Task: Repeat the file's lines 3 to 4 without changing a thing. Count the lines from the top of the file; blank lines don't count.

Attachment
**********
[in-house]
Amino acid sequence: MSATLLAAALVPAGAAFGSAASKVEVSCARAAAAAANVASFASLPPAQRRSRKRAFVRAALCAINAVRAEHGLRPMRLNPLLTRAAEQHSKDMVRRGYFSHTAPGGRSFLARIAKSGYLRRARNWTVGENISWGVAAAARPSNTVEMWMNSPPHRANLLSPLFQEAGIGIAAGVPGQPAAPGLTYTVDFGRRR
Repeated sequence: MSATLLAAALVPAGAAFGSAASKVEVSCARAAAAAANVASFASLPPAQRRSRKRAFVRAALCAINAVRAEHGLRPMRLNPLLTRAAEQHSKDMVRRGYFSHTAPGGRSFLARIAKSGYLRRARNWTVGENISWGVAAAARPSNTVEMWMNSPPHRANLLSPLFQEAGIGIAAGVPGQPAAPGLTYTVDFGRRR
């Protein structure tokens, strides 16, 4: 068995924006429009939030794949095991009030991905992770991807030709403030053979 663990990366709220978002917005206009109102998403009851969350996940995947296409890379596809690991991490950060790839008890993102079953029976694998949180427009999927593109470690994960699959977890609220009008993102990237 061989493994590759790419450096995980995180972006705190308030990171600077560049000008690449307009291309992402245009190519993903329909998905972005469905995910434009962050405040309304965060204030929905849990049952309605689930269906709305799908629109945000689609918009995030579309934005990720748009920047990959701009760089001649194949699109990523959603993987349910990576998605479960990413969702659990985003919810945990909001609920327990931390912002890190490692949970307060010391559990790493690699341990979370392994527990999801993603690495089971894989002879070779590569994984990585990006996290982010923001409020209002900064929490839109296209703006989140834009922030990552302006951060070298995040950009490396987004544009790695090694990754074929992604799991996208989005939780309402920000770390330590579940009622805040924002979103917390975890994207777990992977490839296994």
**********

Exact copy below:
Repeated sequence: MSATLLAAALVPAGAAFGSAASKVEVSCARAAAAAANVASFASLPPAQRRSRKRAFVRAALCAINAVRAEHGLRPMRLNPLLTRAAEQHSKDMVRRGYFSHTAPGGRSFLARIAKSGYLRRARNWTVGENISWGVAAAARPSNTVEMWMNSPPHRANLLSPLFQEAGIGIAAGVPGQPAAPGLTYTVDFGRRR
């Protein structure tokens, strides 16, 4: 068995924006429009939030794949095991009030991905992770991807030709403030053979 663990990366709220978002917005206009109102998403009851969350996940995947296409890379596809690991991490950060790839008890993102079953029976694998949180427009999927593109470690994960699959977890609220009008993102990237 061989493994590759790419450096995980995180972006705190308030990171600077560049000008690449307009291309992402245009190519993903329909998905972005469905995910434009962050405040309304965060204030929905849990049952309605689930269906709305799908629109945000689609918009995030579309934005990720748009920047990959701009760089001649194949699109990523959603993987349910990576998605479960990413969702659990985003919810945990909001609920327990931390912002890190490692949970307060010391559990790493690699341990979370392994527990999801993603690495089971894989002879070779590569994984990585990006996290982010923001409020209002900064929490839109296209703006989140834009922030990552302006951060070298995040950009490396987004544009790695090694990754074929992604799991996208989005939780309402920000770390330590579940009622805040924002979103917390975890994207777990992977490839296994």